Nanase is a strong and engaging heroine. Her parents were killed in a fire, and she is totally dedicated to her job. She still has some family life because she adopted the orphaned son of a fellow firefighter in order to prevent him from having to live in an orphanage. While Nanase isn’t afraid of action, she has a more cerebral approach to solving fire-related crimes. She’s willing to accept Firebug’s help, even though she’s unsure of his motivation. Firebug himself is a compelling contrast to Nanase. He seems to be a master of disguise in addition to being a clever arsonist, as he is always ripping off his face to reveal new identities. The art for this series is solid, and especially excels at portraying the crazed look in Firebug’s eyes as he confronts the authorities. I’ll definitely be collecting this manga in the future.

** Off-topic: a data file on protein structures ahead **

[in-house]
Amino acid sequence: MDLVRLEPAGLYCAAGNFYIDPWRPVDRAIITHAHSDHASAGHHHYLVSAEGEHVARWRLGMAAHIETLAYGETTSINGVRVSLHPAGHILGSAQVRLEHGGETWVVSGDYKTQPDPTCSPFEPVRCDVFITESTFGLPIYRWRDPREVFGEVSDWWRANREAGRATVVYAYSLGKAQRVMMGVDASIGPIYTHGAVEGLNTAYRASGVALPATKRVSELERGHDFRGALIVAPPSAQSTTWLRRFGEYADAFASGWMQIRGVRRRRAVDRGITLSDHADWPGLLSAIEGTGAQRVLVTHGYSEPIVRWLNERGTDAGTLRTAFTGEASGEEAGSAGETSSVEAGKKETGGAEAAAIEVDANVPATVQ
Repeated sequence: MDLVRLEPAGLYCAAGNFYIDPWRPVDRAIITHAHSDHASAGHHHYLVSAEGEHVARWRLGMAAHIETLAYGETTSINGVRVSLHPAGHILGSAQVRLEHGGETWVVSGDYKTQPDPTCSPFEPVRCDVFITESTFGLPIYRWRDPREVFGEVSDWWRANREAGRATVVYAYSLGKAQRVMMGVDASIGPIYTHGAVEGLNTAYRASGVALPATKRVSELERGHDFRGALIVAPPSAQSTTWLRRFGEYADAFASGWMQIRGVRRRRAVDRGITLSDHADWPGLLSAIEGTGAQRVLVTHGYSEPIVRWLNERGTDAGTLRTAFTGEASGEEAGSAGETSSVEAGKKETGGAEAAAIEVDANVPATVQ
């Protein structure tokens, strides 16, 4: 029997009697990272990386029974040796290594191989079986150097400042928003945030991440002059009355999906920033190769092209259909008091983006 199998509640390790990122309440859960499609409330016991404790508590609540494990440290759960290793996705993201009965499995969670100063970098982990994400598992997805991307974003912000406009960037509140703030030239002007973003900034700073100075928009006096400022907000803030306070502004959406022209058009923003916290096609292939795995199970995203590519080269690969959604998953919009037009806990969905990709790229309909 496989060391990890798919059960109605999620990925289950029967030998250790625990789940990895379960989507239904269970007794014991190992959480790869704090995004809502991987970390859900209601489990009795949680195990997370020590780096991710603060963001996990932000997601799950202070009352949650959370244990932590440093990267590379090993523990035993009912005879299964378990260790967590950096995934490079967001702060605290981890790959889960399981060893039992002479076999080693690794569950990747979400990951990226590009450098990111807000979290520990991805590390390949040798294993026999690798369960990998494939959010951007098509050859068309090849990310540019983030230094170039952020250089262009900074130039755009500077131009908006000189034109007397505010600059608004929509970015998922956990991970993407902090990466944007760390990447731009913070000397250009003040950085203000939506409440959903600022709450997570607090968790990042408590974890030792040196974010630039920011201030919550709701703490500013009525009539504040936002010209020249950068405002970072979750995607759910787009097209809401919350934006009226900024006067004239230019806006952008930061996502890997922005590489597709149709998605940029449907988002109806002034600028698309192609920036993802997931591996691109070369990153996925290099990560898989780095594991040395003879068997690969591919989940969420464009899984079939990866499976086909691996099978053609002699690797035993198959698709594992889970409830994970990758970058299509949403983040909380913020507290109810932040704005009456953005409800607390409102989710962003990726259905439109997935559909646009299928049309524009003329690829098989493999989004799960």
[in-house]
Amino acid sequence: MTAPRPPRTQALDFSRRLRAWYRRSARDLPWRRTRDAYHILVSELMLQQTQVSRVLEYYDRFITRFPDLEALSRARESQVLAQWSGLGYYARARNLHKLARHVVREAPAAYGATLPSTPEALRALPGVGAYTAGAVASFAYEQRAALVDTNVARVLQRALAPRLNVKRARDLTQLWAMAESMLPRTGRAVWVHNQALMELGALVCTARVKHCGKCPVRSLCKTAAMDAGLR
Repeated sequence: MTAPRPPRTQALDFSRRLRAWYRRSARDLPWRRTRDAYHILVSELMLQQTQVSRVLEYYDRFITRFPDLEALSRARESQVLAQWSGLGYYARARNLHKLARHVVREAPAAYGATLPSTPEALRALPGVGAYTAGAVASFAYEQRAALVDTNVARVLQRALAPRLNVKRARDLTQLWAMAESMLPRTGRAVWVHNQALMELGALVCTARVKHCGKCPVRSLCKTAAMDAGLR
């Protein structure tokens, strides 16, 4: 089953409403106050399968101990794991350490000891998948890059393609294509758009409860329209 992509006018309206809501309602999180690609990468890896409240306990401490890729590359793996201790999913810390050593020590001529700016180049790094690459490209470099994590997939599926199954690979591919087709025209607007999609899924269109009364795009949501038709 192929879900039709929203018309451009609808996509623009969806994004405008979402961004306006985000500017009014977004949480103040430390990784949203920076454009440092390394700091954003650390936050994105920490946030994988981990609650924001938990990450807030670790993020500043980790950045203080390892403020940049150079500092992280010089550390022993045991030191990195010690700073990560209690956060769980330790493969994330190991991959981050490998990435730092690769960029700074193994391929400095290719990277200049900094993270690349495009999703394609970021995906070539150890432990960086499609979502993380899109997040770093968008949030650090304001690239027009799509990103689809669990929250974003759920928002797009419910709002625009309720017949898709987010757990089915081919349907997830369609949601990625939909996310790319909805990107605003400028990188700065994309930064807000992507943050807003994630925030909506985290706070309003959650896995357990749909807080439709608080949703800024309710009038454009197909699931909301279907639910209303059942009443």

Classical Medley

Classical Medley Volume 1 by Sanae Kana

Cute art and musical names don’t make up for the lack of an engaging story in the first volume of this fantasy series. Prince Soprano’s companions are his ambiguously gendered bodyguard Alto and the dragon Mezzo. One day Soprano is summoned to participate in a secretive mystical ceremony. In an attempt to seal the hereditary dual spheres of light and darkness that the royal house guards, evil takes over the King and the prince is forced to flee with his companions. They set off across the Classical Kingdom in search of Soprano’s older brother, the Prince Grave, fleeing members of the Royal Quintet who have also fallen under the King’s evil spell.

The art in Classical Medley features thin lines and round faces that make every character look very young. So it is a little startling when Prince Soprano’s mother is drawn in a way that makes her breasts constantly threaten to overflow her tops. I was hoping that the references to music would somehow reflect the personalities of the characters, but it just seemed like a convenient source of naming terms. A guard named “Klezmer” didn’t seem particularly Klezmer-like and another character named Enka didn’t appear to have any affiliation with the Japanese music genre.